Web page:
Buying VOC paints
Q.I have painted a couple of walls in the past with Earthborne paint with a matt finish. I now want to paint my whole flat but would like to do it in a more washable paint with an eggshell or slightly 'silk' finish so that I can wash off marks particulalry of course in the kitchen and bathroom.
I am wondering if having this kind of finish negates the 'sustainable' properties of the paint and whether you can get these paints (as reasonably as is possible - I understand I'm going to pay more than for 'normal' paints whatever I buy)and not have them contain the VOC's etc which are so harmful in production and their use. I have been scanning many websites and it's not always clear whether all the paints sold by 'env. friendly' firms are just that.
This is a difficult question to answer, as you have already done some research on the subject and reached the same conclusion that I might have done after consideration. However here are a few points to help you make your decision and find a good paint for your needs and budget.
Firstly, I would suggest checking the matt finish ‘Earthborne’ paint to see if this is in fact washable. Many non-sustainable matt paints (Manose that contain the VOC’s etc) are washable, and these greener paints should have similar properties that allow them to be fully washable once dry and matured upon the surface of the wall. Check with other ‘green’ paint suppliers too, to check upon the washability of their matt finish products.
You are right about the greater expense of these ‘green’ paints: companies with a sustainable mindset charge more for their products as they are well-crafted, often in smaller batches, with better quality products than their non-sustainable competitors.It seems that often these sustainable paints are sold in slightly smaller quantities too, but to be sure about this, discuss your requirements with the shop, the supplier, or directly with the manufacturer. Ask friends and family too: it may be possible to reduce the cost of a whole repaint of your flat by sharing the paint with others, and by buying in bigger quantities. This might also help you buy several different types of paint as well – an eggshell finish for one room, silk for another, and matt for another area, for instance.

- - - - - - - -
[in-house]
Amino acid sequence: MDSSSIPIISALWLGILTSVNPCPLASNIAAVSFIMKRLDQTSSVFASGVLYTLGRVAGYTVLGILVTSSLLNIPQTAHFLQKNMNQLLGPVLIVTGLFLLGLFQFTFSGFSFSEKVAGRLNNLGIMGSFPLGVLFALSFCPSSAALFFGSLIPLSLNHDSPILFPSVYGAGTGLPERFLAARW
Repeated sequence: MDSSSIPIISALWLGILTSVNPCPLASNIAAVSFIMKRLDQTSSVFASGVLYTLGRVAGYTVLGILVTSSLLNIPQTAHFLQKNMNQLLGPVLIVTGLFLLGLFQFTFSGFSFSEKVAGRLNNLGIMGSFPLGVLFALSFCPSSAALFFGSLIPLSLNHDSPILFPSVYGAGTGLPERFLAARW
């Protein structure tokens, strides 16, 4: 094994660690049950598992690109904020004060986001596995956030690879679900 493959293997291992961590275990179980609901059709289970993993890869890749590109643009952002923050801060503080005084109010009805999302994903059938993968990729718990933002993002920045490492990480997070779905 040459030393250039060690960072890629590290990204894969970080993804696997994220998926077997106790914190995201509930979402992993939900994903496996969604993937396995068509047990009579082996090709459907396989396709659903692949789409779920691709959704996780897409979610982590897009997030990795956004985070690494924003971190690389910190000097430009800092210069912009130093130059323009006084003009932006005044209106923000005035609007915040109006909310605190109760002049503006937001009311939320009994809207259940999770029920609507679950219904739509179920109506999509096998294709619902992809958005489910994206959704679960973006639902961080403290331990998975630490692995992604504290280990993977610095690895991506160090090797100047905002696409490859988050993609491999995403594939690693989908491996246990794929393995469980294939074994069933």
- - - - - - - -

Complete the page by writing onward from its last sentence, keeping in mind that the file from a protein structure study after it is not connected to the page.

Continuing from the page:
As with conventional paint suppliers, it should also be possible to get a small amount of the paint to test on your walls. This tester should be available in all types of finishes, and from all ‘green’ paint manufacturers and suppliers. If you don’t see this, then request it – manufacturers of sustainable products are businesses too and hopefully should respond positively and courteously to customers needs and questions.
Sustainable paint producers, such as EOC, Earthborne and Self Coat who produce B-erthbint in Surrey,as well as others, in their publicity materials and on their websites, all seem committed to using sustainable and environmentally-friendly products across their entire line. Other paint companies are now trying to enter the green marketplace and produce sustainable paints alongside their conventional ranges, which will probably contain lead, VOC’s (volatile organic compounds) and other harmful and damaging compounds such as solvents. This shows how important the green marketplace is nowadays, but my best advice is to support companies that are fully committed to producing green and sustainable products, not those who just go halfway.